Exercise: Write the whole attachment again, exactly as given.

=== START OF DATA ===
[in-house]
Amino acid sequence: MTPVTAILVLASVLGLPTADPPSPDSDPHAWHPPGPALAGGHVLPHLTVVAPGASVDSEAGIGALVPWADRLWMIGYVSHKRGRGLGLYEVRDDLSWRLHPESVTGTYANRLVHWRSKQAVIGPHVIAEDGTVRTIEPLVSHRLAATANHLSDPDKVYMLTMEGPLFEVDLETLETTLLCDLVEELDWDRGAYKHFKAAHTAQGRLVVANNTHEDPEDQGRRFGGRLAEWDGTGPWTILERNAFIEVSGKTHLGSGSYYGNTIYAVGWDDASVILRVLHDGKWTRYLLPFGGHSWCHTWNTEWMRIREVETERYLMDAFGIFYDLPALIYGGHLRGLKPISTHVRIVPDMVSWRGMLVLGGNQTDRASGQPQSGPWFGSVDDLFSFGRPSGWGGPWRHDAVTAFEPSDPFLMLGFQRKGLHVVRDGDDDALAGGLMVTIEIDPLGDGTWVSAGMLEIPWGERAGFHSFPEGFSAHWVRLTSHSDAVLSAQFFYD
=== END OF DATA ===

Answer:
[in-house]
Amino acid sequence: MTPVTAILVLASVLGLPTADPPSPDSDPHAWHPPGPALAGGHVLPHLTVVAPGASVDSEAGIGALVPWADRLWMIGYVSHKRGRGLGLYEVRDDLSWRLHPESVTGTYANRLVHWRSKQAVIGPHVIAEDGTVRTIEPLVSHRLAATANHLSDPDKVYMLTMEGPLFEVDLETLETTLLCDLVEELDWDRGAYKHFKAAHTAQGRLVVANNTHEDPEDQGRRFGGRLAEWDGTGPWTILERNAFIEVSGKTHLGSGSYYGNTIYAVGWDDASVILRVLHDGKWTRYLLPFGGHSWCHTWNTEWMRIREVETERYLMDAFGIFYDLPALIYGGHLRGLKPISTHVRIVPDMVSWRGMLVLGGNQTDRASGQPQSGPWFGSVDDLFSFGRPSGWGGPWRHDAVTAFEPSDPFLMLGFQRKGLHVVRDGDDDALAGGLMVTIEIDPLGDGTWVSAGMLEIPWGERAGFHSFPEGFSAHWVRLTSHSDAVLSAQFFYD